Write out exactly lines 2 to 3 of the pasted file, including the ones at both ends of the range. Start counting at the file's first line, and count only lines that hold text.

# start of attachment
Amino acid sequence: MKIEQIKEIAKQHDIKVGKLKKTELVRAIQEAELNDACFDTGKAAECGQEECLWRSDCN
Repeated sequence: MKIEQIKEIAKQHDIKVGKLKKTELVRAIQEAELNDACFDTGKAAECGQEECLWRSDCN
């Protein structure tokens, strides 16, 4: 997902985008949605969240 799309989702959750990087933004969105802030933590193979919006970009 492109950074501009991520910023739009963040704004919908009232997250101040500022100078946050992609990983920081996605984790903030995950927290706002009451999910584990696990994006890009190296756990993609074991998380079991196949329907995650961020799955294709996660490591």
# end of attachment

Repeated sequence: MKIEQIKEIAKQHDIKVGKLKKTELVRAIQEAELNDACFDTGKAAECGQEECLWRSDCN
């Protein structure tokens, strides 16, 4: 997902985008949605969240 799309989702959750990087933004969105802030933590193979919006970009 492109950074501009991520910023739009963040704004919908009232997250101040500022100078946050992609990983920081996605984790903030995950927290706002009451999910584990696990994006890009190296756990993609074991998380079991196949329907995650961020799955294709996660490591």